We all hear long established professional photographers bemoaning the fact that rates are down, stock doesn’t pay and commissions are non-existent. Well I’m happy to say that the commission is alive and well, if albeit a little thin on the ground.
We’re relatively new to the commercial world of photography and never knew the “good times” of stock photography. For us, it is a more of a by-product of our fine art photography, and certainly something that doesn’t normally dominate our work. Though we do pay a certain amount of heed to the stock potential of an area when we are out and about, but current returns mean that stock for us doesn’t amount to much more than a source of a few good meals out each year.
We contribute to several stock libraries and we also supply clients with local stock images from time to time, but we certainly don’t specialise in stock, so you can imagine our surprise when we got an email inviting us to quote for what amounted to a major stock commission. Working on the basis that we could instantly think of a dozen people likely to be in the running to win this contact, we didn’t even consider we would be in contention for the commission. However, we decided to submit a bid on the basis that as the client did occasionally buy images from us, we’d better keep on the “preferred supplier” list.
We occasionally get offered small commissions and we’ve generally turned them down as we’ve never considered them to be financially viable to either us or the client, but this one was different. The client had included a breakdown of the anticipated shoot schedule and also included a budget figure. In my previous life in “technical sales”, I spent my days doing time and material costings and quotes, so armed with the information in the brief, it was easy for me to work up a costing on a spreadsheet. Putting a day rate against the man-day estimate from the brief, adding in expenses such as event entry fees, mileage and other odds and ends miraculously gave me a figure bang on the budget figure, so the costing was immediately turned into a detailed line quote and duly sent to the client prior to the deadline.
At this point we still didn’t imagine we would have the slightest chance of winning the contract, so never gave a second thought to an email asking for clarifications. Always a good sign in my previous world of quotes for submarine parts. So, you can imagine our surprise when got home the following day to find several missed calls and an email to say we’d won the commission! It was a case of s**t, now what do we do!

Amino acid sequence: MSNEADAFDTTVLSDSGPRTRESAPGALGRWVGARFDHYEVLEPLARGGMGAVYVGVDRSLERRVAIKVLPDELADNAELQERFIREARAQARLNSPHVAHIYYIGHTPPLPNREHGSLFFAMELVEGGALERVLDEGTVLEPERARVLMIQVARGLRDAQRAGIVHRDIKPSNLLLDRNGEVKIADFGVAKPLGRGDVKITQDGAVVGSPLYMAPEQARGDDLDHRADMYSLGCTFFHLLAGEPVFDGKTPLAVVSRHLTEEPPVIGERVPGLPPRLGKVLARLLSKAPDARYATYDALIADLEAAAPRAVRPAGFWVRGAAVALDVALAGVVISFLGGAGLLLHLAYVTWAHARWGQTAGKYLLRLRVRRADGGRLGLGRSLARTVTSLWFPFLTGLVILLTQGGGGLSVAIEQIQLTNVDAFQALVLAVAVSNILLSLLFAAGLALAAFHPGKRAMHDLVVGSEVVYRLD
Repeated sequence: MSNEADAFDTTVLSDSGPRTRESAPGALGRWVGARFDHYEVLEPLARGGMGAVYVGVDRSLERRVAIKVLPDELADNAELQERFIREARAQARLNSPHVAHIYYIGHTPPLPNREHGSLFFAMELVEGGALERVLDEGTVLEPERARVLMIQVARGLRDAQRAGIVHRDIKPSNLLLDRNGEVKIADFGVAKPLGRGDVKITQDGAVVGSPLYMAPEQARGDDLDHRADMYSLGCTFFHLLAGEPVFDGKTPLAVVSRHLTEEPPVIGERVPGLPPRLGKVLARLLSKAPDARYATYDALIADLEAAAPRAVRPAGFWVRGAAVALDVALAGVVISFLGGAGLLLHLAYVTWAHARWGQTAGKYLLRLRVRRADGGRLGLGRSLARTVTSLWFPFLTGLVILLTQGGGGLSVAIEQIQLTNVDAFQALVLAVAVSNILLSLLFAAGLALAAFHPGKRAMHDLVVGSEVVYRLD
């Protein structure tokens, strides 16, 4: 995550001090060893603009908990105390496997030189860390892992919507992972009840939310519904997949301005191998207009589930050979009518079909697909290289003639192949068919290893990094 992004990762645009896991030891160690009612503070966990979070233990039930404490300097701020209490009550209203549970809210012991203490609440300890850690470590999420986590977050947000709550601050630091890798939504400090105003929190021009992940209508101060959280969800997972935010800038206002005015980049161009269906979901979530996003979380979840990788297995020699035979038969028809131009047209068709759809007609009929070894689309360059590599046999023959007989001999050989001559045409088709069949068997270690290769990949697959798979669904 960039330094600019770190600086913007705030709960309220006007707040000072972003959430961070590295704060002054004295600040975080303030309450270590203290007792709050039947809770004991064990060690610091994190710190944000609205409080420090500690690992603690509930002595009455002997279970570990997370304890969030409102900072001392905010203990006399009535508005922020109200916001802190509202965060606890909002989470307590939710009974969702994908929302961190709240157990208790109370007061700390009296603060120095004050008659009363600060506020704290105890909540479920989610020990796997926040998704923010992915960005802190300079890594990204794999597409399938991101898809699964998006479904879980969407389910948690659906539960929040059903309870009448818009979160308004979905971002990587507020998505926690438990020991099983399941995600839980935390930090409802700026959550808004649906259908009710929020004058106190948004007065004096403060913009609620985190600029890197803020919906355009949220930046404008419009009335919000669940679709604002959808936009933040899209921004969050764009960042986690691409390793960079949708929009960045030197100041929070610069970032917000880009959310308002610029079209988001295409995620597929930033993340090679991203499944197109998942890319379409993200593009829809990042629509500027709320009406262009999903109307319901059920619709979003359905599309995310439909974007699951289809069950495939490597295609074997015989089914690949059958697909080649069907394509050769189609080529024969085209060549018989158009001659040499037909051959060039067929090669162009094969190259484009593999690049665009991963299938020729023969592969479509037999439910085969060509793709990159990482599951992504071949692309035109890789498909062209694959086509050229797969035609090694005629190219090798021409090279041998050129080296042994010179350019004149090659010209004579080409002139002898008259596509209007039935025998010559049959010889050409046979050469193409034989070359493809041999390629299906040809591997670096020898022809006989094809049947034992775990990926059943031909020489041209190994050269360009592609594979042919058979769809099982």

The shoot list from the client was extensive and meant supplying a significant number of images, so it did mean we were going to be very busy on and off for 3 – 4 months. Shooting scenic stock is one thing, but this brief also included getting images of people enjoying such diverse things as Michelin starred restaurants and sporting events, so completing the brief was definitely going to test us and take us well out of our “comfort zone”. The brief also took us to a lot of events such as bike racing and country shows, though I never thought I’d see the day when I got enthralled by ferret judging!
The judge examining a ferret at Duncombe Park Country fair
The next problem we encountered was the weather. We wanted to hit the wish list hard from day one and the brief called for images of people enjoying the area, but April was very cold and everywhere we went was very quiet with very few people about and certainly none sat out in street cafes. June was pretty wet too, so what was due to be a 3-month project was starting to look like it might run into 5 months.
Cobles parked up on Filey sea front
We also needed images from shopping areas, so I decided to approach the Brunswick Centre in Scarborough. In these days of security, you can image the trouble I had to go to get authorisation to shoot the internal images, but I must say they were very cooperative and I eventually had written authority to shoot the internal scenes.
I was also pleasantly surprised to see how cooperative up-market restaurants and hotels were too, giving me very good access and even the customers got into the action and most were more than happy to pose for me. All this from someone who normally shoots only static landscapes!
A seafood meal being served at the Estbek restaurant
It’s also taken me into different areas of camera handling too. My default setting is usually f11 and don’t worry if the exposure time is measured in seconds or minutes, but this project has taken into the realms of 1/1000th second to shoot the bikes and unheard of settings such as f4 @ ISO 1600 in dark restaurants.
The Broke FMX motorcycle stunt team performing at Duncombe Park country fair
So, there we are, six months on and over 1200 images and the project is finally wrapped up, signed off and the invoice submitted, but why tuna sandwich days you might ask? Well every time I needed a packed lunch for a long day out all we seemed to have in the house was tins of tuna.